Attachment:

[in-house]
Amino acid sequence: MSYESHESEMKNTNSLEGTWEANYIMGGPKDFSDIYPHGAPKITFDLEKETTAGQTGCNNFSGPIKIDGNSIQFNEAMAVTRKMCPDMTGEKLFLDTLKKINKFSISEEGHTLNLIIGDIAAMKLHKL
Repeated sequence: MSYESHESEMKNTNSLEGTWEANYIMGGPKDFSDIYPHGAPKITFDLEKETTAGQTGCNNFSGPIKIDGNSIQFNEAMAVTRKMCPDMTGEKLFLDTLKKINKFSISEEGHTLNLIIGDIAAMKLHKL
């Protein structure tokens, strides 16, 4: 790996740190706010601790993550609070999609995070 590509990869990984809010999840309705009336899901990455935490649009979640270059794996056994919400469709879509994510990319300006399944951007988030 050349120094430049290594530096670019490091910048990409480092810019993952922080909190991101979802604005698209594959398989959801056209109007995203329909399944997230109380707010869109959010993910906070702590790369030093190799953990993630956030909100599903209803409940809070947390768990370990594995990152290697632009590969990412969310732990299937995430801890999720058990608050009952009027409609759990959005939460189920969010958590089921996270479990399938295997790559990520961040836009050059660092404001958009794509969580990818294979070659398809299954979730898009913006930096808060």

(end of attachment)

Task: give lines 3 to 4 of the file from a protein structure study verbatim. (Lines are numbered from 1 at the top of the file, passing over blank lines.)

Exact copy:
Repeated sequence: MSYESHESEMKNTNSLEGTWEANYIMGGPKDFSDIYPHGAPKITFDLEKETTAGQTGCNNFSGPIKIDGNSIQFNEAMAVTRKMCPDMTGEKLFLDTLKKINKFSISEEGHTLNLIIGDIAAMKLHKL
């Protein structure tokens, strides 16, 4: 790996740190706010601790993550609070999609995070 590509990869990984809010999840309705009336899901990455935490649009979640270059794996056994919400469709879509994510990319300006399944951007988030 050349120094430049290594530096670019490091910048990409480092810019993952922080909190991101979802604005698209594959398989959801056209109007995203329909399944997230109380707010869109959010993910906070702590790369030093190799953990993630956030909100599903209803409940809070947390768990370990594995990152290697632009590969990412969310732990299937995430801890999720058990608050009952009027409609759990959005939460189920969010958590089921996270479990399938295997790559990520961040836009050059660092404001958009794509969580990818294979070659398809299954979730898009913006930096808060």